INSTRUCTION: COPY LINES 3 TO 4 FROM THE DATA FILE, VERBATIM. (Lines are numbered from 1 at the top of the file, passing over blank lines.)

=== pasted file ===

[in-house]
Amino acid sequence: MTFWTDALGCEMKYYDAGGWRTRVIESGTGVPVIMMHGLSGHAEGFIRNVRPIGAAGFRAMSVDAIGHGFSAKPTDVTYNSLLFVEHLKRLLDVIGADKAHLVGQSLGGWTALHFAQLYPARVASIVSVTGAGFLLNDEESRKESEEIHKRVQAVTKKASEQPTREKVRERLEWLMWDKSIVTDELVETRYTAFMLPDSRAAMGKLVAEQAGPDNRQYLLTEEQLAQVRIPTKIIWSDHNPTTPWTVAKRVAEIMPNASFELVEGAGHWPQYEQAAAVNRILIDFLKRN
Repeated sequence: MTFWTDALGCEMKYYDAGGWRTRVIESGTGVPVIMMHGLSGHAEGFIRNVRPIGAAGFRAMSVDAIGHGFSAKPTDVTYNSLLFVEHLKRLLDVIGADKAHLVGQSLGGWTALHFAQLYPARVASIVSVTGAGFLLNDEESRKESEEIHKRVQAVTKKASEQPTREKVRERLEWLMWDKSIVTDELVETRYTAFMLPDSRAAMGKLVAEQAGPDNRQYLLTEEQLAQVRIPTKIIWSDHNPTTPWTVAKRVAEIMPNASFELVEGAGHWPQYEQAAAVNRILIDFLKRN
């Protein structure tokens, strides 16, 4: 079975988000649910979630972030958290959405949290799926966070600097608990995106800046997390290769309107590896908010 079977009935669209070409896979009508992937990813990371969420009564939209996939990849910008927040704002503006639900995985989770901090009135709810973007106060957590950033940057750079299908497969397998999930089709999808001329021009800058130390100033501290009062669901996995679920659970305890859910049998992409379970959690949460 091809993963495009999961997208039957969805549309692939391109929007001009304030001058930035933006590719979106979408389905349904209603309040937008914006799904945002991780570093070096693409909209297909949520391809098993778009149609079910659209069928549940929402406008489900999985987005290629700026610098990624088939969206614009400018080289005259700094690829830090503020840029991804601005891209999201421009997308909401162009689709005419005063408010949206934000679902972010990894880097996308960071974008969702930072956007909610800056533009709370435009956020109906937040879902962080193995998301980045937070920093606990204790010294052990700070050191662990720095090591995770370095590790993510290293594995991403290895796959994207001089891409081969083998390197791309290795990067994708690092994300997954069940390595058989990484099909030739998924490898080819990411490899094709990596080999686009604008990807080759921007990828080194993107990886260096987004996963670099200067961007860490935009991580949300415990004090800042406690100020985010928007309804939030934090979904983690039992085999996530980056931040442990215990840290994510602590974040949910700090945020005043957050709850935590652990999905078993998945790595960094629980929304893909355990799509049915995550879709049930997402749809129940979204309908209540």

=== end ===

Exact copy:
Repeated sequence: MTFWTDALGCEMKYYDAGGWRTRVIESGTGVPVIMMHGLSGHAEGFIRNVRPIGAAGFRAMSVDAIGHGFSAKPTDVTYNSLLFVEHLKRLLDVIGADKAHLVGQSLGGWTALHFAQLYPARVASIVSVTGAGFLLNDEESRKESEEIHKRVQAVTKKASEQPTREKVRERLEWLMWDKSIVTDELVETRYTAFMLPDSRAAMGKLVAEQAGPDNRQYLLTEEQLAQVRIPTKIIWSDHNPTTPWTVAKRVAEIMPNASFELVEGAGHWPQYEQAAAVNRILIDFLKRN
């Protein structure tokens, strides 16, 4: 079975988000649910979630972030958290959405949290799926966070600097608990995106800046997390290769309107590896908010 079977009935669209070409896979009508992937990813990371969420009564939209996939990849910008927040704002503006639900995985989770901090009135709810973007106060957590950033940057750079299908497969397998999930089709999808001329021009800058130390100033501290009062669901996995679920659970305890859910049998992409379970959690949460 091809993963495009999961997208039957969805549309692939391109929007001009304030001058930035933006590719979106979408389905349904209603309040937008914006799904945002991780570093070096693409909209297909949520391809098993778009149609079910659209069928549940929402406008489900999985987005290629700026610098990624088939969206614009400018080289005259700094690829830090503020840029991804601005891209999201421009997308909401162009689709005419005063408010949206934000679902972010990894880097996308960071974008969702930072956007909610800056533009709370435009956020109906937040879902962080193995998301980045937070920093606990204790010294052990700070050191662990720095090591995770370095590790993510290293594995991403290895796959994207001089891409081969083998390197791309290795990067994708690092994300997954069940390595058989990484099909030739998924490898080819990411490899094709990596080999686009604008990807080759921007990828080194993107990886260096987004996963670099200067961007860490935009991580949300415990004090800042406690100020985010928007309804939030934090979904983690039992085999996530980056931040442990215990840290994510602590974040949910700090945020005043957050709850935590652990999905078993998945790595960094629980929304893909355990799509049915995550879709049930997402749809129940979204309908209540």